Hackers behind WannaCry ransomware decided to infect servers with vulnerable SMB ports before victimising them with phishing e-mails, says security firm Malwarebytes.
Malwarebytes believes SMB is an unnecessary protocol and should be done away with to prevent future ransomware attacks.
A popular theory on the dreaded WannaCry ransomware attack was that it was initiated by hackers sending out phishing e-mails to vulnerable recipients. Phishing e-mails have so far been a major source of malware attacks and WannaCry wasn't expected to be any different. However, Malwarebytes, who offer endpoint security to enterprises, now report that the modus operandi of hackers behind WannaCry was altogether different.
“Indeed, the ‘ransomworm’ that took the world by storm was not distributed via an email malspam campaign. Rather, our research shows this nasty worm was spread via an operation that hunts down vulnerable public facing SMB ports and then uses the alleged NSA-leaked EternalBlue exploit to get on the network and then the (also NSA alleged) DoublePulsar exploit to establish persistence and allow for the installation of the WannaCry Ransomware,” said Adam McNeil, senior malware intelligence analyst at Malwarebytes.
“Developing a well-crafted campaign to identify just as little as a few thousand vulnerable machines would allow for the widespread distribution of this malware on the scale and speed that we saw with this particular ransomware variant,” he added.
The company believes that unnecessary protocols like SMB and network segmentation should be done away with as they are vulnerable to hackers. At the same time, more emphasis should be laid on updating all systems to the latest versions of operating systems as well as on timely patching of security updates.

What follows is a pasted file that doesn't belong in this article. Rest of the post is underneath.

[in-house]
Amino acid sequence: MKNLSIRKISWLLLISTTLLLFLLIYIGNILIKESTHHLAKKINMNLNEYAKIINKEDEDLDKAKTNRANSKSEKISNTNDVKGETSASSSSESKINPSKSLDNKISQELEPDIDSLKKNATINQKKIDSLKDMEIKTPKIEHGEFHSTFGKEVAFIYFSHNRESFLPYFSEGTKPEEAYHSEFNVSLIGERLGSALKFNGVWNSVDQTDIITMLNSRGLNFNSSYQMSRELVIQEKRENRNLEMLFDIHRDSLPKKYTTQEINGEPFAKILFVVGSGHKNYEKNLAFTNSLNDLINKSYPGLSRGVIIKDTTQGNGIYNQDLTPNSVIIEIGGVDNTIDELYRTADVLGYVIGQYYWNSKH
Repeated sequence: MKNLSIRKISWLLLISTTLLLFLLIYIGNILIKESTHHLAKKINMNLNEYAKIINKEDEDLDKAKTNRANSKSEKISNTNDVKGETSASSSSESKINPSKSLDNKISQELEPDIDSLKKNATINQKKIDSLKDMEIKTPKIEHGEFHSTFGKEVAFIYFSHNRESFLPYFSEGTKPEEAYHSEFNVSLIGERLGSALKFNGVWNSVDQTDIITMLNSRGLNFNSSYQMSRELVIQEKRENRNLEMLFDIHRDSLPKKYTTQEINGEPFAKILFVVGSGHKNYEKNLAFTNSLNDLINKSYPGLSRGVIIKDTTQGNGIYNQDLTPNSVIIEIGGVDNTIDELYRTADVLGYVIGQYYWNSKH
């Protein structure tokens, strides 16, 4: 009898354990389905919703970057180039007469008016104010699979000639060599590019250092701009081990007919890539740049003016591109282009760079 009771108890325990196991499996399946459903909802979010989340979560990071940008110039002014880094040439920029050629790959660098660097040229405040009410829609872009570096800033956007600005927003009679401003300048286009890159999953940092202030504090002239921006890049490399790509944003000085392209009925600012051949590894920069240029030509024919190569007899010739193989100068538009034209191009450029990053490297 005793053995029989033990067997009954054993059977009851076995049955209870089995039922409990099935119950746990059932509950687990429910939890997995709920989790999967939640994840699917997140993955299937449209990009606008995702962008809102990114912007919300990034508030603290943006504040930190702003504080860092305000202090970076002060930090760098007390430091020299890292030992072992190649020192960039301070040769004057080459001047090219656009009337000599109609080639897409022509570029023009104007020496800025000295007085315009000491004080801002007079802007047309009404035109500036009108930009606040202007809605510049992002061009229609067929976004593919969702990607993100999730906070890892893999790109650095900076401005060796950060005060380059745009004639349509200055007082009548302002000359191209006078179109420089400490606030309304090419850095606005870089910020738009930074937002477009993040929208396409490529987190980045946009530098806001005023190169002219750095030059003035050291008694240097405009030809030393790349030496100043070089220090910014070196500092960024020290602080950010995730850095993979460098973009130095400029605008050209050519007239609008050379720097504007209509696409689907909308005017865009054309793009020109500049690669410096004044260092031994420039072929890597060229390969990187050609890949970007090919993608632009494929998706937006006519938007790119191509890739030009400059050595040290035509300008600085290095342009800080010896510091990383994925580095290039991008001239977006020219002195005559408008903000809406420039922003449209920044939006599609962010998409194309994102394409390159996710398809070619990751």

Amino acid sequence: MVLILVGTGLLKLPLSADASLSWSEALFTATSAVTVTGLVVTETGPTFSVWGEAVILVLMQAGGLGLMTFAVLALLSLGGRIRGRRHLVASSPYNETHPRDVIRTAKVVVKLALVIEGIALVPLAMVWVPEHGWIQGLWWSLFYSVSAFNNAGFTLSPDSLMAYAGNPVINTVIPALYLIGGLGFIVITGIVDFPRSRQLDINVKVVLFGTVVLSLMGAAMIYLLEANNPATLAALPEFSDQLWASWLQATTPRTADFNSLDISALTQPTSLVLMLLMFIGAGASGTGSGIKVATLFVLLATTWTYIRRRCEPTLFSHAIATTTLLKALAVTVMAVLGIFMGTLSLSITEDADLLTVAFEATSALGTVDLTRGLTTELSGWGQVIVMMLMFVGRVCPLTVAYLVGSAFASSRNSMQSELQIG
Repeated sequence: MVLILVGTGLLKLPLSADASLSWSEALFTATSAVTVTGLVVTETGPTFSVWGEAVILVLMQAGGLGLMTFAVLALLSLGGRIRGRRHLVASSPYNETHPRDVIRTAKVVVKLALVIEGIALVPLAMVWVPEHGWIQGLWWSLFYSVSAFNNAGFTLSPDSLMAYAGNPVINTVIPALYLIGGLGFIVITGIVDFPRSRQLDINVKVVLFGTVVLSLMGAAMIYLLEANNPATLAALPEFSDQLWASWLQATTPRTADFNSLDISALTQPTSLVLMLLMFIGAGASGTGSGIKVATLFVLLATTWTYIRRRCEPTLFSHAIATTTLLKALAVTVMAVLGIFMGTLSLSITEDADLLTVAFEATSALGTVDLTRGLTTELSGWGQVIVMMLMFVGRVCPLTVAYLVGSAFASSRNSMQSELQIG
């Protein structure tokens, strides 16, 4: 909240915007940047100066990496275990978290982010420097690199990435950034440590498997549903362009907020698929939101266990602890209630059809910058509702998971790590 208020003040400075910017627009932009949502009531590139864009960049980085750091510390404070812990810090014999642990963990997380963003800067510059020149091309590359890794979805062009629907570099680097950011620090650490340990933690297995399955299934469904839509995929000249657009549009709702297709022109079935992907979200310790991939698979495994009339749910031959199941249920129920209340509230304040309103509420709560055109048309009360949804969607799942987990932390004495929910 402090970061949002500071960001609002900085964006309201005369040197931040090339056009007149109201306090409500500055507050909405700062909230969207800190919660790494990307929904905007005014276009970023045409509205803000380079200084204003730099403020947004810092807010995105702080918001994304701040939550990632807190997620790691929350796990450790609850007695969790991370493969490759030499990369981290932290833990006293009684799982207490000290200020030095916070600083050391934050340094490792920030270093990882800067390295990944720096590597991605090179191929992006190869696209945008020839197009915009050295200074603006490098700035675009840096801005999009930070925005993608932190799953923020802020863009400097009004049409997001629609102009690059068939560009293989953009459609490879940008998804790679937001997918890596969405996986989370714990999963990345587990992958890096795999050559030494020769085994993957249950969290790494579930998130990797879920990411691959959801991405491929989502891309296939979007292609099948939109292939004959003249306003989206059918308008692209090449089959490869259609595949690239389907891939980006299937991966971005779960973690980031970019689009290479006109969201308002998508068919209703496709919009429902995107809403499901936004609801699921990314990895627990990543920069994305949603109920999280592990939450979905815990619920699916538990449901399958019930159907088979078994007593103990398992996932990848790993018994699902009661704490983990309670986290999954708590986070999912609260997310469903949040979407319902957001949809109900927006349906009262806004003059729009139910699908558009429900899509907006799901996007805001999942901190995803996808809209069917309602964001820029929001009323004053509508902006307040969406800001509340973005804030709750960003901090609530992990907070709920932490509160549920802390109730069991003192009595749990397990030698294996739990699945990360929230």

"SMB is used to transfer files between computers. The setting is enabled on many machines but is not needed by the majority. Disable SMB and other communications protocols if not in use. Network Segmentation is also a valuable suggestion as such precautions can prevent such outbreaks from spreading to other systems and networks, thus reducing exposure of important systems," it said.
A security researcher associated with the Croatian Government CERT has warned that while WannaCry used only two cyber tools to exploit SMB vulnerabilities, an upcoming worm named EternalRocks will be armed with at least seven such tools to infect systems across the globe. EternalRocks will not only use lethal SMB (Server Message Block) tools which are named EternalBlue, EternalChampion, EternalSynergy, and EternalRomance but also SMB reconnaissance tools named SMBTouch and ArchTouch which will keep an eye on affected computers.
EternalRocks will also run DoublePulsar in infected systems which will work as a backdoor for malware to be installed. However, the researcher notes that the backdoor isn't protected yet and this will enable other hackers to utilize it to pour in their own malware, thus effectively destroying systems.